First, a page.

S'pore bans GSM network-interfering devices

Singapore's Telecommunication (Dealers) (Amendment) Regulations 2001 came into effect yesterday, banning the display, sale and use of all non-type approved wireless equipment, which could interfere with certain GSM networks.

SINGAPORE--Buying that remote control door opener, or a baby monitor, could land you in jail for three years. And while you're stewing in your cell, you could find consolation in the fact that the dealer who sold you that wireless doorbell faces a S$1 million (US$557,000) fine.

The selection includes all wireless products--headphones, microphones, speaker systems, doorbells, cordless telephones and surveillance video cameras--which operate in the 890-915 MHz and 935-960 MHz frequencies.

The sale of such equipment was previously allowed in the Republic. However, their usage has been prohibited since March 1998 as the devices "were found to disrupt the operation of public mobile telephone networks", said the Info-communications Development Authority (IDA) in a statement Wednesday evening.

The regulation, however, has been amended. The Telecommunication (Dealers) (Amendment) Regulations 2001 came into effect yesterday, banning the display, sale and use of all non-type approved wireless equipment.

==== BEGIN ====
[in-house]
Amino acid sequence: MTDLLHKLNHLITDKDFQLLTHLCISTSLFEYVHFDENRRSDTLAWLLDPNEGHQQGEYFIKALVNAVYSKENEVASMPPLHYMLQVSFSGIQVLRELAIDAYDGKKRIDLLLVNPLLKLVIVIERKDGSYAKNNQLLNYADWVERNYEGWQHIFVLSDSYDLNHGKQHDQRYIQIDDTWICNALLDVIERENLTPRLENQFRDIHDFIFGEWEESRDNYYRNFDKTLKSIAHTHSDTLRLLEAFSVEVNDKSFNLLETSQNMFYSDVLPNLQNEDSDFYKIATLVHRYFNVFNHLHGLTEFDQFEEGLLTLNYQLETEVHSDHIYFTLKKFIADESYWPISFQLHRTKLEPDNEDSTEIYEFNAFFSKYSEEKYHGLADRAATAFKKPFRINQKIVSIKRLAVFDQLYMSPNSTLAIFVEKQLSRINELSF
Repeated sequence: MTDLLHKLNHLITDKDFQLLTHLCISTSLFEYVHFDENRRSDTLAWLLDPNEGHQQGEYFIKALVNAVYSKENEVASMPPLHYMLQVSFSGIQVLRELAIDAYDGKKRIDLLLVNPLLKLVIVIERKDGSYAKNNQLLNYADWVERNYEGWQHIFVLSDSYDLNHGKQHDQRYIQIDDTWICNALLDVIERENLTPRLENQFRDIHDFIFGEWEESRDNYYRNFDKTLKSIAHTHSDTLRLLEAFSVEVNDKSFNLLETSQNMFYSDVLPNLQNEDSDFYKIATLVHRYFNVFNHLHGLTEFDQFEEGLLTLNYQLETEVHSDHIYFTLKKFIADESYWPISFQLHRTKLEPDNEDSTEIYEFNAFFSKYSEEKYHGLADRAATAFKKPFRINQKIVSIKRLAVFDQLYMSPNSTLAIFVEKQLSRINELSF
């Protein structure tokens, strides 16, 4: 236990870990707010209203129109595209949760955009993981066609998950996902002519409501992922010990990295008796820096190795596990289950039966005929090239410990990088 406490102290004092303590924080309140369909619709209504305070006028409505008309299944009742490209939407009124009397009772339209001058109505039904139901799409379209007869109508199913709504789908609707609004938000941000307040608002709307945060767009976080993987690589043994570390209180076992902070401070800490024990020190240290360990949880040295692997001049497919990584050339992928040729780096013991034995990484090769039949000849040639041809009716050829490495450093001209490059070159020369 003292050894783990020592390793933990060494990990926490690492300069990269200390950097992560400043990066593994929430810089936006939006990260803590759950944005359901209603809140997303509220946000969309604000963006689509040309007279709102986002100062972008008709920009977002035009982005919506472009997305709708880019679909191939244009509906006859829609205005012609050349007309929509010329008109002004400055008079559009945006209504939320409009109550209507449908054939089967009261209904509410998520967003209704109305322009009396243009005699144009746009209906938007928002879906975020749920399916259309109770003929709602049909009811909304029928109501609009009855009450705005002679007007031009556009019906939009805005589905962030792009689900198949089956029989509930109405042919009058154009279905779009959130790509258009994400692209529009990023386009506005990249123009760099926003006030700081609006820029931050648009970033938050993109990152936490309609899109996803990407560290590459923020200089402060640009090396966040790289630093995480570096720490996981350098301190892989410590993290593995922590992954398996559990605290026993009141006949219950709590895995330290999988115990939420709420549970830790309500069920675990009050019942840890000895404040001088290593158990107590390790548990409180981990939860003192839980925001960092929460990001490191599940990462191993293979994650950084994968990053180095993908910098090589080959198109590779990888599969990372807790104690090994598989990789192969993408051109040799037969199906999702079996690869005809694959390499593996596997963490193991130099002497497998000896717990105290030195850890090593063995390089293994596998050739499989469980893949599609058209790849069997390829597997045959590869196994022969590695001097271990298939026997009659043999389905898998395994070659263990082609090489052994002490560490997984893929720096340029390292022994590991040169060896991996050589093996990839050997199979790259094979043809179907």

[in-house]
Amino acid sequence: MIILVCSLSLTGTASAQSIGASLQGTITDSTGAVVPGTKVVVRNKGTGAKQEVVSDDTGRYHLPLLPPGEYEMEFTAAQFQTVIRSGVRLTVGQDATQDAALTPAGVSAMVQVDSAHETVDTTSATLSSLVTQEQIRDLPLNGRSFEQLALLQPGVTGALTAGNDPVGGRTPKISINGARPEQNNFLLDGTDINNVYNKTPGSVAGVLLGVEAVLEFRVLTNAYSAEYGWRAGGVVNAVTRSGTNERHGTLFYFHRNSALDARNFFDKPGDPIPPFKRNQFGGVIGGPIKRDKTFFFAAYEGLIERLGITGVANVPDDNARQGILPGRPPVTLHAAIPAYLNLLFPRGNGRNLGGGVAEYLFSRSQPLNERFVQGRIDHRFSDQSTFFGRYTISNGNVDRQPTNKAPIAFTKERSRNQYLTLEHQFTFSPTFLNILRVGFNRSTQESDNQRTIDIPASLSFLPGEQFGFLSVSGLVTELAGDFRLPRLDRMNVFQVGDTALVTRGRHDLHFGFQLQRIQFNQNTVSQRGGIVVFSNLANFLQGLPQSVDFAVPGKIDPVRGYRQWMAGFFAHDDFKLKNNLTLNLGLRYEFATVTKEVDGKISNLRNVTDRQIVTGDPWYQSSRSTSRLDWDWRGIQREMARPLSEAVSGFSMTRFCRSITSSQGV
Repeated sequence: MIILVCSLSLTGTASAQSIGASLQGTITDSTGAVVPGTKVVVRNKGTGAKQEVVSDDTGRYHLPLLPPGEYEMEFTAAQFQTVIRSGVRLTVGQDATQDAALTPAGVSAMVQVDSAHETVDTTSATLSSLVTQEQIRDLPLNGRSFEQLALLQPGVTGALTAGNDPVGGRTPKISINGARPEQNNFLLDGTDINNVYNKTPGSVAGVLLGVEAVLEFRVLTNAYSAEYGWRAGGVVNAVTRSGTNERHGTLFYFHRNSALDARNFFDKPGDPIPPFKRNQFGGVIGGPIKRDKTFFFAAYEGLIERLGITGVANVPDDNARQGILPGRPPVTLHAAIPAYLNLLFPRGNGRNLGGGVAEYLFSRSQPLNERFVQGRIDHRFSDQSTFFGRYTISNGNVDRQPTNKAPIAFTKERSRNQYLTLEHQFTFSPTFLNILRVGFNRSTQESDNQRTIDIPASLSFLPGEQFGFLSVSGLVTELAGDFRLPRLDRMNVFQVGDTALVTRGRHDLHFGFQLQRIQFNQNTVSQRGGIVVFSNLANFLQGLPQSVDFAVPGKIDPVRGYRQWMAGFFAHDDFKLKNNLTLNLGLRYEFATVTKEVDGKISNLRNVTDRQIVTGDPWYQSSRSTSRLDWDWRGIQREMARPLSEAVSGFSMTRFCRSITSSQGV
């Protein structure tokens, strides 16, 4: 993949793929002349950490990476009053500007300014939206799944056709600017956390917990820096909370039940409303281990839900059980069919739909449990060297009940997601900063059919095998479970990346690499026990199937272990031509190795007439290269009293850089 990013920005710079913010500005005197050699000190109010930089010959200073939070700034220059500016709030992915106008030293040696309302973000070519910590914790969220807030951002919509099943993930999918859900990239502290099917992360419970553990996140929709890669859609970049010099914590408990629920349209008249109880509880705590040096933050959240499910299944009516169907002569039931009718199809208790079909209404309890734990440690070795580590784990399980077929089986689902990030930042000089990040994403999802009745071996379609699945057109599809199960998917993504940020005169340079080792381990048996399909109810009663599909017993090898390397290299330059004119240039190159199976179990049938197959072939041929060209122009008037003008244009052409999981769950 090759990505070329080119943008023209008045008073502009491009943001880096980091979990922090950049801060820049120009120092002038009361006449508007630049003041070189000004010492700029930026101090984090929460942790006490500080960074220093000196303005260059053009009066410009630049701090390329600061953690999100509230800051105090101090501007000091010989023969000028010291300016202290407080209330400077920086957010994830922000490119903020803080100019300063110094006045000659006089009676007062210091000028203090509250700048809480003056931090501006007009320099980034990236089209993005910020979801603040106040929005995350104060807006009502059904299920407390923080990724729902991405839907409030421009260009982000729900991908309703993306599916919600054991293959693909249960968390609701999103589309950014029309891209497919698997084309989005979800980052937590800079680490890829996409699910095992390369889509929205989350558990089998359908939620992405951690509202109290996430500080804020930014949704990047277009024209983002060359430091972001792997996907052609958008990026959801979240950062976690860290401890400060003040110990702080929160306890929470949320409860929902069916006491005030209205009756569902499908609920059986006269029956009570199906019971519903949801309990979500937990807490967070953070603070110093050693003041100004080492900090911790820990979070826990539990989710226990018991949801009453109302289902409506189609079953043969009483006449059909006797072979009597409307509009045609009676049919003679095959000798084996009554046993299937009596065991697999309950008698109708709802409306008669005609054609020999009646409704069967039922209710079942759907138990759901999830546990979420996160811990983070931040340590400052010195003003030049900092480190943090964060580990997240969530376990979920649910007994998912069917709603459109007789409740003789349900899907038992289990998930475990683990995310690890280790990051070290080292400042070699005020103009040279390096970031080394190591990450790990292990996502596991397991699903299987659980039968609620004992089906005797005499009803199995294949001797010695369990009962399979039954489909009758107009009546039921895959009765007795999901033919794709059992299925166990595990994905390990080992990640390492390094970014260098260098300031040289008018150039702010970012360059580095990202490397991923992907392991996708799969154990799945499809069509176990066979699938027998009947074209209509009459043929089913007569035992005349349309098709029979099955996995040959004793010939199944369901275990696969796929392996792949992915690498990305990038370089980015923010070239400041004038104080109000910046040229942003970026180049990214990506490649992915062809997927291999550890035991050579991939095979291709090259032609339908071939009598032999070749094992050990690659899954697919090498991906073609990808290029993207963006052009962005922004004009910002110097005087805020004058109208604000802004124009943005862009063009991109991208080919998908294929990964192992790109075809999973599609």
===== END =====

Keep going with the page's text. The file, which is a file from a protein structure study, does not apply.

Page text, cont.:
The reason: some local usage was discovered and it has "caused interference to mobile telephone services (including) dropped calls and bad reception", said IDA spokesperson Chia Sher Ling when contacted.

She added that a total of 27 incidents of interference were detected by the IDA over the past two years.

"In these cases, the source of interference was identified as the non-type approved equipment operating in the GSM frequency bands of 890-915 MHz and 935-960 MHz (as listed in the table below)," said IDA in its statement.

Not only must dealers remove these goods from display, they have just 30 days to export such equipment, which also includes wireless headphones, wireless microphones and wireless speaker systems.

Failure to comply could lead to a S$1 million (US$557,000) fine, and a suspension or termination of their license.

Users who are caught with offending devices could get a S$10,000 (US$5,573) fine, and/or a three-year prison sentence. The public is urged to contact the IDA to arrange for the export or the disposal of the banned equipment.

Those who are not sure if their door-bell infringes on the law can refer to the IDA site, or call 211-1932.

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